If you’ve been paying attention to legal compliance issues, you know that the National Labor Relations Board (NLRB) has been a thorn in the side of many, many employers in the past few years. The following case is illustrative:
Nick Aguirre was a car salesman in Arizona. He met with two managers and the dealership’s owner to voice his concerns over wages, commissions, and break times. When the owner told him that if he did not like the conditions he could find work elsewhere, Mr. Aguirre unleashed a string of obscenities at his superiors (including a few f-bombs and an a-hole). Not surprisingly, he was fired. Earlier this week, the NLRB ordered Mr. Aguirre reinstated.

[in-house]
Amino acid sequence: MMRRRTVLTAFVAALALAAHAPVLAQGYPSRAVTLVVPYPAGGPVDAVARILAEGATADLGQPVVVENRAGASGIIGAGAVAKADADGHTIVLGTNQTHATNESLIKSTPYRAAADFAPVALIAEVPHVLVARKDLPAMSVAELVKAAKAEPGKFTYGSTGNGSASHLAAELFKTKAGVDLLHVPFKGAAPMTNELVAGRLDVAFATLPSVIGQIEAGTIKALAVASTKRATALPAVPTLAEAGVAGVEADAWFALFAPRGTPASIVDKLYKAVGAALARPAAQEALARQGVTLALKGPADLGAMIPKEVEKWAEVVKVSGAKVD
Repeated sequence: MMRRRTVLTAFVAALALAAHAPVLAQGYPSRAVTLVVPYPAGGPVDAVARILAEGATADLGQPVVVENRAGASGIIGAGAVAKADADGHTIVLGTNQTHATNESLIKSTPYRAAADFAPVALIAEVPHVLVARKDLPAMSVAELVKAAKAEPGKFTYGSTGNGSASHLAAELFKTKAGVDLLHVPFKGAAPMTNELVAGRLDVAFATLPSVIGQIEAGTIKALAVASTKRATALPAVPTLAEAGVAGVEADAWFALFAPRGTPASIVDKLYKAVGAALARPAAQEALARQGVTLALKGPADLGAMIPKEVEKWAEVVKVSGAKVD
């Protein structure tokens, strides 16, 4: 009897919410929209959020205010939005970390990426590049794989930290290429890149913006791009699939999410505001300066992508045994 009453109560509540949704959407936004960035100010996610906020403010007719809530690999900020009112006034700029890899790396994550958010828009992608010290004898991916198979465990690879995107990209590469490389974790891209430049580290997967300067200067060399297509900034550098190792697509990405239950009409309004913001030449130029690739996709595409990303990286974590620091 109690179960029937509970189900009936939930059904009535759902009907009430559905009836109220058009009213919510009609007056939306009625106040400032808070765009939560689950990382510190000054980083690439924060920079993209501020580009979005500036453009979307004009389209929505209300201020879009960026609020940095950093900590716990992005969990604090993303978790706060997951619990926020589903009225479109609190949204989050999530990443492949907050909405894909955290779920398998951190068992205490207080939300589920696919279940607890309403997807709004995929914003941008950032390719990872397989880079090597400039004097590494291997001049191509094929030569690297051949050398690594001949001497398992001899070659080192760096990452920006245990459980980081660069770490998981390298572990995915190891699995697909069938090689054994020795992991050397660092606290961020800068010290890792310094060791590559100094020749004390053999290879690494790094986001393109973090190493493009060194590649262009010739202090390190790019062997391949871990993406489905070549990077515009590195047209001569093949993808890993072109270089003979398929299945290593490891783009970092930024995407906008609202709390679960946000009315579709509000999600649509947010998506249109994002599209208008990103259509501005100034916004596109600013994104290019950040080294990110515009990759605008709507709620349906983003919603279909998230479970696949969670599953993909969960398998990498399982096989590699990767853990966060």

According to the 2-1 ruling by the Board, Mr. Aguirre is entitled to the protections of the NLRB notwithstanding his behavior, because he was discussing working conditions and was responding to “extremely provocative acts” by the owner. The Board further noted Mr. Aguirre did not touch anyone during his outburst, nor did he threaten to physically harm anyone. The dissenting Board member pointed out that the decision implies “that the Act mandates tolerance of